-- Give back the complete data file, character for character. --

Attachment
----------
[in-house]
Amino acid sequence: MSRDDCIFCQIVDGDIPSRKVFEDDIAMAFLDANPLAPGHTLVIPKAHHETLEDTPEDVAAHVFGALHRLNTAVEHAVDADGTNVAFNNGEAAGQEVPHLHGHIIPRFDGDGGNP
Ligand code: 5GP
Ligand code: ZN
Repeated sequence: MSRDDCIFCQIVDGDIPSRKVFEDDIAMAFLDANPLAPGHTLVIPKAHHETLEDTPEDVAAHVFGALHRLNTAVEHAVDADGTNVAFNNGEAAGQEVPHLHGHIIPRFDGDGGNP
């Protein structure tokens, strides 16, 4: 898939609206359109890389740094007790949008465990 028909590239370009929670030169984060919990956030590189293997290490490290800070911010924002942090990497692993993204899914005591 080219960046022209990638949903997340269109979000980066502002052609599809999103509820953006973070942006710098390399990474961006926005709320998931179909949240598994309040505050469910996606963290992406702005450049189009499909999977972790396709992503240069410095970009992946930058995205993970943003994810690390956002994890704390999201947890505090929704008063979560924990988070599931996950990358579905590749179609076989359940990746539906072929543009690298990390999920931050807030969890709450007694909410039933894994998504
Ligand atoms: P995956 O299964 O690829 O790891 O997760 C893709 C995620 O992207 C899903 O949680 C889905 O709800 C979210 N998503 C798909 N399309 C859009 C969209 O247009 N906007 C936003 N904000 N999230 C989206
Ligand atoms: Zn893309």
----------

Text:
[in-house]
Amino acid sequence: MSRDDCIFCQIVDGDIPSRKVFEDDIAMAFLDANPLAPGHTLVIPKAHHETLEDTPEDVAAHVFGALHRLNTAVEHAVDADGTNVAFNNGEAAGQEVPHLHGHIIPRFDGDGGNP
Ligand code: 5GP
Ligand code: ZN
Repeated sequence: MSRDDCIFCQIVDGDIPSRKVFEDDIAMAFLDANPLAPGHTLVIPKAHHETLEDTPEDVAAHVFGALHRLNTAVEHAVDADGTNVAFNNGEAAGQEVPHLHGHIIPRFDGDGGNP
């Protein structure tokens, strides 16, 4: 898939609206359109890389740094007790949008465990 028909590239370009929670030169984060919990956030590189293997290490490290800070911010924002942090990497692993993204899914005591 080219960046022209990638949903997340269109979000980066502002052609599809999103509820953006973070942006710098390399990474961006926005709320998931179909949240598994309040505050469910996606963290992406702005450049189009499909999977972790396709992503240069410095970009992946930058995205993970943003994810690390956002994890704390999201947890505090929704008063979560924990988070599931996950990358579905590749179609076989359940990746539906072929543009690298990390999920931050807030969890709450007694909410039933894994998504
Ligand atoms: P995956 O299964 O690829 O790891 O997760 C893709 C995620 O992207 C899903 O949680 C889905 O709800 C979210 N998503 C798909 N399309 C859009 C969209 O247009 N906007 C936003 N904000 N999230 C989206
Ligand atoms: Zn893309």